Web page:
Sometimes people who have never had a panic attack assume that panic is just a matter of feeling nervous or anxious - the sort of feelings everyone is familiar with. In fact, even though people who have panic attacks may not show outward signs of discomfort, the feelings they experience are so overwhelming and terrifying that they really believe they are going to die, lose their minds or be totally humiliated. These disastrous consequences don't occur, but they seem quite likely to the person who is suffering the panic attack.
Some people who have one panic attack, or an occasional attack, never develop a problem serious enough to affect their lives. For others, however, that attacks persist and cause much suffering.
Panic disorder. In panic disorder, panic attacks recur and the person develops an intense apprehension of having another attack. As noted earlier, this fear - called anticipatory anxiety or fear of fear - can be present most of the time and seriously interfere with the person's life even when the panic attack is not in progress. In addition, the person may develop intense irrational fears called phobias about situations where a panic attack has occurred. For example, someone who has had a panic attack while driving may be afraid to get behind the wheel again, even to drive to the local supermarket.
People who develop these panic-induced phobias will tend to avoid situations they fear will trigger a panic attack, and their lives may be increasingly limited as a result. Their work may suffer because they can't travel or get to work on time. Relationships may be strained or marred by conflict as panic attacks, or the fear of them, rule the affected person and those around them.
Also, sleep may be disturbed because of panic attacks occurring at night, causing the person to awake in a state of terror. The experience is so harrowing that some people who have nocturnal panic attacks become afraid to go to sleep and suffer exhaustion. Also, even if there are no nocturnal panic attacks, sleep may be disturbed because of chronic, panic-related anxiety.
Many people with panic disorder remain intensely concerned about their symptoms even after an initial visit to a doctor yields no indication of a life-threatening condition. They may visit a succession of doctors seeking medical treatment for what they believe is heart disease or a respiratory problem. Or their symptoms may make them think they have a neurological disorder or some gastrointestinal condition. Some patients see as many as 10 doctors and undergo a succession of expensive and unnecessary tests in the effort to find out what is causing their symptoms.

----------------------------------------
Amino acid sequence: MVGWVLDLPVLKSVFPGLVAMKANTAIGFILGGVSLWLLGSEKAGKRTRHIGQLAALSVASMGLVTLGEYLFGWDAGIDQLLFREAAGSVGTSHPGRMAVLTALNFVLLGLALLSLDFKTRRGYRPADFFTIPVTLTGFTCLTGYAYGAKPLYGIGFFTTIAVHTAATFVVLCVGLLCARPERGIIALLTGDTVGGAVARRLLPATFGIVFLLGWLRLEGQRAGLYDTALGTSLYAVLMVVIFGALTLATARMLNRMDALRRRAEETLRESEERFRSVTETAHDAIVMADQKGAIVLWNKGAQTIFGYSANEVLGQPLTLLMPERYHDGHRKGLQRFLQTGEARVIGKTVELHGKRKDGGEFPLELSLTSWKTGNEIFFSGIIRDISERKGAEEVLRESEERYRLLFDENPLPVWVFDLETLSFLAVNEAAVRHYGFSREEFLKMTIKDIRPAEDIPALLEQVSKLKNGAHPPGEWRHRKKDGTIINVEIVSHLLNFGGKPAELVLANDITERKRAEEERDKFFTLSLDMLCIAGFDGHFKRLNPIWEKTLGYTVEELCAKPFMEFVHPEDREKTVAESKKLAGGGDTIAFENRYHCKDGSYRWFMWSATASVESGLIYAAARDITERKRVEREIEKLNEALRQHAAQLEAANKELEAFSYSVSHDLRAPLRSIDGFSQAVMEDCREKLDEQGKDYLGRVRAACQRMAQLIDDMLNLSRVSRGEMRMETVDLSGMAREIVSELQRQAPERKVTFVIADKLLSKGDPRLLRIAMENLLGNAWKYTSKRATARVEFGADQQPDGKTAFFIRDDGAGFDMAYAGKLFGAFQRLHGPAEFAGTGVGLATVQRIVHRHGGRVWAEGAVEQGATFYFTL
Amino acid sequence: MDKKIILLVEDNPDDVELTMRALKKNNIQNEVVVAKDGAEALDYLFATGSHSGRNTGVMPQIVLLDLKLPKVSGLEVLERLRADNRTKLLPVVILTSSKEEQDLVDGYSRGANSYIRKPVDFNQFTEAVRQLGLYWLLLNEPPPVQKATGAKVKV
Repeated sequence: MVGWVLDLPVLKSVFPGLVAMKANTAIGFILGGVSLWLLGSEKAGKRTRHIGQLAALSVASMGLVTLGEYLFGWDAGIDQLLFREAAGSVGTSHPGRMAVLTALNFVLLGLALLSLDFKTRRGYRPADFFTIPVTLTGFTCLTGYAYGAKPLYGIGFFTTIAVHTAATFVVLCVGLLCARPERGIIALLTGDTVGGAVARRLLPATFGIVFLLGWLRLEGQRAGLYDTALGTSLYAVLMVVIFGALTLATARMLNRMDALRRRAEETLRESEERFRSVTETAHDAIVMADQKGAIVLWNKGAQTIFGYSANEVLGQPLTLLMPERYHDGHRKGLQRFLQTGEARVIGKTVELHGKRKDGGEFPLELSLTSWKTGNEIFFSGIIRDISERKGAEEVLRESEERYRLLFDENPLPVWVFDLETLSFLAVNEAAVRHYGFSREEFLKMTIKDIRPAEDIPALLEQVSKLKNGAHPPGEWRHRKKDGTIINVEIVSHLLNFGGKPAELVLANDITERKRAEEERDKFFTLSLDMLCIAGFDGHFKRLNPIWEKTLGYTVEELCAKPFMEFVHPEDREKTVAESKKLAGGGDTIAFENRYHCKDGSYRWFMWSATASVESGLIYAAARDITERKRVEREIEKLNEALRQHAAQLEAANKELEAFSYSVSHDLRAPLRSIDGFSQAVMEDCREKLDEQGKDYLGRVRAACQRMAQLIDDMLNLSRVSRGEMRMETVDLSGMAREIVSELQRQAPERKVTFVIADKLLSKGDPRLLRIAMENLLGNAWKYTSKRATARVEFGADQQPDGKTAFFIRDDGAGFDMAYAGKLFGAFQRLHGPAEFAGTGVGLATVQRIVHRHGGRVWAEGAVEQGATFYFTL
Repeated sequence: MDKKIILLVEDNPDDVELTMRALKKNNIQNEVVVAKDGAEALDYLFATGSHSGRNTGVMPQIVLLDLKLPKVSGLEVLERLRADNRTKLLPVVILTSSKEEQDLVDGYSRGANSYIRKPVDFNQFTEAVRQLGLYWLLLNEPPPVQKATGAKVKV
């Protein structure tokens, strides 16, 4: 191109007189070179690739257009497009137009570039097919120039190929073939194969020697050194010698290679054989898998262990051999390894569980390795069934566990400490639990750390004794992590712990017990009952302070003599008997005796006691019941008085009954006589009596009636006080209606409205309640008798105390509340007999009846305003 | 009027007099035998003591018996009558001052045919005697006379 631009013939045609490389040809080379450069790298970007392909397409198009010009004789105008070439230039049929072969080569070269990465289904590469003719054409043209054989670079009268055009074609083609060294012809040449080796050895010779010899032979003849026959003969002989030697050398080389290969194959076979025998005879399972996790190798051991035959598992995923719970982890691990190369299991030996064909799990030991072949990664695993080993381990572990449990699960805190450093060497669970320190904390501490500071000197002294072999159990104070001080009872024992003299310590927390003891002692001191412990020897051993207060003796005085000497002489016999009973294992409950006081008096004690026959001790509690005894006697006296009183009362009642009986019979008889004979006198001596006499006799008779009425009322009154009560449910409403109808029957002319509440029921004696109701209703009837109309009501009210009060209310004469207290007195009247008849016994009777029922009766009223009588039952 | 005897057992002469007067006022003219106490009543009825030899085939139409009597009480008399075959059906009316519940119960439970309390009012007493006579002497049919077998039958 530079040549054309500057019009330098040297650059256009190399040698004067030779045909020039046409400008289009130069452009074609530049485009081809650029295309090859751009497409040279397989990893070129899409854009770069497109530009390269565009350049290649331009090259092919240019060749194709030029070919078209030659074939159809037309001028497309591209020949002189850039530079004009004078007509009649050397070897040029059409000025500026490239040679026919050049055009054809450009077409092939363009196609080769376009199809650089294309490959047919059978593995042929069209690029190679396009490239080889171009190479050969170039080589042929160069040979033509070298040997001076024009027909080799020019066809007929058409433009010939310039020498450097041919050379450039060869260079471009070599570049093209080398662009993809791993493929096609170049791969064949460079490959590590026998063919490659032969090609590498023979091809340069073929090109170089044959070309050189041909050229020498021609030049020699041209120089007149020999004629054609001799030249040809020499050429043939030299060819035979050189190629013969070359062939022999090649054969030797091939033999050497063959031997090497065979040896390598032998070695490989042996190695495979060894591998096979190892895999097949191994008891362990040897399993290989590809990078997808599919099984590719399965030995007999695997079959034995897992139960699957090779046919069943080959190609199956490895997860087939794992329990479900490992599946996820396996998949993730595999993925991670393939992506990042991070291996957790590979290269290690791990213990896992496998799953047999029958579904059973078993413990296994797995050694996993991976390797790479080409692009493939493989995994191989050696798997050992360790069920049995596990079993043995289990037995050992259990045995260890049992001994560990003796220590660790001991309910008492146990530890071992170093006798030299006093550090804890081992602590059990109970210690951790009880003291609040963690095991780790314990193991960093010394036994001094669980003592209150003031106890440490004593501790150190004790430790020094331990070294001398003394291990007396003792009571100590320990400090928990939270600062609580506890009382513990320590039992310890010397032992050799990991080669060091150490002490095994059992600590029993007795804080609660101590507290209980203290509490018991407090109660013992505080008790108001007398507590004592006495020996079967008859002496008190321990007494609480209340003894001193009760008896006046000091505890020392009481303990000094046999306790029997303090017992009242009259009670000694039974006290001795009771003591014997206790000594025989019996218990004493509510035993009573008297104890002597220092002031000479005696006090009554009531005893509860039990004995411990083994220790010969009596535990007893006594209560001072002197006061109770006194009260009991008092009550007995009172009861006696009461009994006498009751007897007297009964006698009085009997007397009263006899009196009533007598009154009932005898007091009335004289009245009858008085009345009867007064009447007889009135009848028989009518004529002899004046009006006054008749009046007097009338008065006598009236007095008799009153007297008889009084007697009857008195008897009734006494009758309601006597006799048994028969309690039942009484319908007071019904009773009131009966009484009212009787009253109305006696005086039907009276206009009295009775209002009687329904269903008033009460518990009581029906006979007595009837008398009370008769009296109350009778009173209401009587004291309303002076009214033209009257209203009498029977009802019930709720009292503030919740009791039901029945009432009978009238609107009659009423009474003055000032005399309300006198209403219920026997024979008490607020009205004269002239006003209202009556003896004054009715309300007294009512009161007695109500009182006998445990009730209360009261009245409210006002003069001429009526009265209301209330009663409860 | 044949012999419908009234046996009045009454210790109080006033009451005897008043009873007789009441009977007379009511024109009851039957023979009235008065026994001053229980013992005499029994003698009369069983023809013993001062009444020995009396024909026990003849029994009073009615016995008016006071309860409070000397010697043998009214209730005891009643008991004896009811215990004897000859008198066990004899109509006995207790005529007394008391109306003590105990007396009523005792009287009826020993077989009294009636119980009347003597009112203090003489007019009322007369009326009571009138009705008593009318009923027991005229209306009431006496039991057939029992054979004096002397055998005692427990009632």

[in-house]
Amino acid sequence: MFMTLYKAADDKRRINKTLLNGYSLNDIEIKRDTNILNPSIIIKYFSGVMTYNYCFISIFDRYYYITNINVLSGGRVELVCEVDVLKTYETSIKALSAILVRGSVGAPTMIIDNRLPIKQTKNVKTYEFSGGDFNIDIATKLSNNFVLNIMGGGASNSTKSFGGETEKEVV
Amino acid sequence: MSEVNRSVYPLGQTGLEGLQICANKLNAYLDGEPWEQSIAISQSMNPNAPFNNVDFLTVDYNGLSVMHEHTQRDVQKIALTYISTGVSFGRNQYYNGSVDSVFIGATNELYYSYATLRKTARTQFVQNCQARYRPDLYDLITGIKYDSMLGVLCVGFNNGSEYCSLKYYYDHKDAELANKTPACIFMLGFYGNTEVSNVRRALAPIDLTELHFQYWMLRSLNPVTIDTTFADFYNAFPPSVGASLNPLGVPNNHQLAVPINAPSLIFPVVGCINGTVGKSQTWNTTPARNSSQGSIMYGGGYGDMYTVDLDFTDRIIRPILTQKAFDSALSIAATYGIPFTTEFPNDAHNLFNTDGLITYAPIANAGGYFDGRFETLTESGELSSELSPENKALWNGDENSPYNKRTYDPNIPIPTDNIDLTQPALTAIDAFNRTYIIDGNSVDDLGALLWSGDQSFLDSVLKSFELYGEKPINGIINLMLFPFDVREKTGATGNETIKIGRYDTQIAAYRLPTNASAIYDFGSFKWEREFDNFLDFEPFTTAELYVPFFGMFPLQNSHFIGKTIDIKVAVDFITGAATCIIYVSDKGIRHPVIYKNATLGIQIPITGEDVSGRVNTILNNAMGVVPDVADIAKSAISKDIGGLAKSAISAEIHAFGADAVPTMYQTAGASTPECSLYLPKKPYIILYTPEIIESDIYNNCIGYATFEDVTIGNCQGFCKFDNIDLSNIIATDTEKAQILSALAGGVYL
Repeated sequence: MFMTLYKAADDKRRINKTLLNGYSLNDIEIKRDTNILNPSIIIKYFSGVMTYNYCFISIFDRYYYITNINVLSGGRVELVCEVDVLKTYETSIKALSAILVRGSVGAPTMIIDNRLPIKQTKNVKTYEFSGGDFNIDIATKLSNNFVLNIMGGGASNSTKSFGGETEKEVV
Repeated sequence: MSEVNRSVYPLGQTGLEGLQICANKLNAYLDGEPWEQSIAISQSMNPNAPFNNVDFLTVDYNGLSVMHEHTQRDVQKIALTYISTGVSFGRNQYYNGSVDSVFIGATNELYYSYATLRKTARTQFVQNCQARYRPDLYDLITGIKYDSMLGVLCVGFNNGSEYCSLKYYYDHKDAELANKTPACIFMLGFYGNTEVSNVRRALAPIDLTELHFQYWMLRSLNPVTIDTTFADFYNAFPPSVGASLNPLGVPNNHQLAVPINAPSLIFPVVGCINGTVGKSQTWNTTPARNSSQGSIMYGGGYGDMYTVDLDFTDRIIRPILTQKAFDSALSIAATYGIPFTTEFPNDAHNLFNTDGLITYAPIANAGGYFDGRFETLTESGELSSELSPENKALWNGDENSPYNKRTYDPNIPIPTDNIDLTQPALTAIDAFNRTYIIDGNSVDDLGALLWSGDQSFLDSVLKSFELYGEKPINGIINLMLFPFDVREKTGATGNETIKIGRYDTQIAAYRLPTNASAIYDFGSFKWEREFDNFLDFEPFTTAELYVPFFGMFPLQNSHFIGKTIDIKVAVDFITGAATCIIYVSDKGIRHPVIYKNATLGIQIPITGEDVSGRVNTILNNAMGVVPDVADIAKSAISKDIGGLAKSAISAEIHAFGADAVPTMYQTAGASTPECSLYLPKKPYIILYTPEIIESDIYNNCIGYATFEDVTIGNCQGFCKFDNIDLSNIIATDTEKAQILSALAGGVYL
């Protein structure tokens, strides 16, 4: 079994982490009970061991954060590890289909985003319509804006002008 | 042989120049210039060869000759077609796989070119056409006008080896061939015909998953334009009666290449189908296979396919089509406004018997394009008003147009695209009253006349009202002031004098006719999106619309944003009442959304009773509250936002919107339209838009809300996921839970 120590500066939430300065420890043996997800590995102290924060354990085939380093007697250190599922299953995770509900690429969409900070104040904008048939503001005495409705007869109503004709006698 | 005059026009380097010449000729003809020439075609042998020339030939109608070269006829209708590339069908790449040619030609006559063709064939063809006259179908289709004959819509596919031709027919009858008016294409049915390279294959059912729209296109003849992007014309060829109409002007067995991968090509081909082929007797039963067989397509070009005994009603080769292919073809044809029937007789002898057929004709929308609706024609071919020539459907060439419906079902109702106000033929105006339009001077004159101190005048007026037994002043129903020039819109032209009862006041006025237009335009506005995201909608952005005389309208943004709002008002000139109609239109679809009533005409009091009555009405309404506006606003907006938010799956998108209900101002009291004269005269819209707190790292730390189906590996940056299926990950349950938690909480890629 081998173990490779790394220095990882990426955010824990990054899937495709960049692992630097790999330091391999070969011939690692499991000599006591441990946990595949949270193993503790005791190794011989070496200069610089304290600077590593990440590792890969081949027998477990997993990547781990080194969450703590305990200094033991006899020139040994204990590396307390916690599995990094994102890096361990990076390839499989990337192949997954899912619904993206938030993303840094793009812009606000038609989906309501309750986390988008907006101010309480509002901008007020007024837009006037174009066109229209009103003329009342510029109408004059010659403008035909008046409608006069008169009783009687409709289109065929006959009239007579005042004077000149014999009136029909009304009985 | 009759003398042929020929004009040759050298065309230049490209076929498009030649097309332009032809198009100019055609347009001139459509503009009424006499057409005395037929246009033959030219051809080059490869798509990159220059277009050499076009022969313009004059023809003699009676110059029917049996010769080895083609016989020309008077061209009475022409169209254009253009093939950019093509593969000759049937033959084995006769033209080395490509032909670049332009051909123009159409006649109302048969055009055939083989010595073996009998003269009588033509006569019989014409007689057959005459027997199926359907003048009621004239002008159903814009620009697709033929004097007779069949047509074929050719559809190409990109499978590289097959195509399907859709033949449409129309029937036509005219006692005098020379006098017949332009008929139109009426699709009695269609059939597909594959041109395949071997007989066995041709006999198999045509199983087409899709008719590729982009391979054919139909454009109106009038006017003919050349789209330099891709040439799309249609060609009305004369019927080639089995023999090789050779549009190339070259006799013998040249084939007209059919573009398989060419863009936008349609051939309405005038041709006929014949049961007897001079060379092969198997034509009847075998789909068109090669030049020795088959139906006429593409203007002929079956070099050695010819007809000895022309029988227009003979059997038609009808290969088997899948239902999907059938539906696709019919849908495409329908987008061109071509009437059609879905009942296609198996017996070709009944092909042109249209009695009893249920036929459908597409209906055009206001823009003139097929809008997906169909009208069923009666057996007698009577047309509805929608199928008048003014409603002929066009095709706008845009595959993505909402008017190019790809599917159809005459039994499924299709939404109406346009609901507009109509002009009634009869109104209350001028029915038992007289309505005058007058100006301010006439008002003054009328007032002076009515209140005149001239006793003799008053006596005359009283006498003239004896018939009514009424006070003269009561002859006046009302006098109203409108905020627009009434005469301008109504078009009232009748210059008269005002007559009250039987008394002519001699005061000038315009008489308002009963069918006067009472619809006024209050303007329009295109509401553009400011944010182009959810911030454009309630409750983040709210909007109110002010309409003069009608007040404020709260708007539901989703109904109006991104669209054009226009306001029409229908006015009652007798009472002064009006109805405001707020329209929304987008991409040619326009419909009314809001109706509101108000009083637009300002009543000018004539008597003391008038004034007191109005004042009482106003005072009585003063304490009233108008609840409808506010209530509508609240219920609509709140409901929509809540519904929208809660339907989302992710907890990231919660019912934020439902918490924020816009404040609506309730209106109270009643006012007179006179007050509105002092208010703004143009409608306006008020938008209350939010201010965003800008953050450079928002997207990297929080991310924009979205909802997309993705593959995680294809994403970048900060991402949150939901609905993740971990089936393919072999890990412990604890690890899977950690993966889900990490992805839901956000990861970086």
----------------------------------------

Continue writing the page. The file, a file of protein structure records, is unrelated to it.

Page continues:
This search for medical help may continue for a long time, because doctors who see these patients frequently fail to diagnose panic disorder. When doctors do recognise the condition, they sometimes explain it in terms that suggest it is of no importance or not treatable. For example, the doctor may say, "There's nothing to worry about, you're just having a panic attack" or "It's just nerves." Although meant to be reassuring, such words can be dispiriting to the worried patient whose symptoms keep recurring. The patient needs to know that the doctor acknowledges the disabling nature of panic disorder and that it can be treated effectively.
Several effective treatments have been developed for panic disorder and agoraphobia. A form of psychotherapy called cognitive-behavioural therapy and medications are both effective for panic disorder. A treatment should be selected according to the individual needs and preferences of the patient, and any treatment that fails to produce an effect within 6 to 8 weeks should be reassessed.
Panic disorder may progress to a more advanced stage in which the person becomes afraid of being in any place or situation where escape might be difficult or help unavailable in the event of a panic attack. This condition is called agoraphobia. It affects about a third of all people with panic disorder.
Typically, people with agoraphobia fear being in crowds, standing in queues, entering shopping malls and riding in cars or public transportation. Often, these people restrict themselves to a "zone of safety" that may include only the home or the immediate neighbourhood. Any movement beyond the edges of this zone creates mounting anxiety. Sometimes a person with agoraphobia is unable to leave home alone, but can travel if accompanied by a particular family member or friend. Even when they restrict themselves to "safe" situations, most people with agoraphobia continue to have panic attacks at least a few times a month.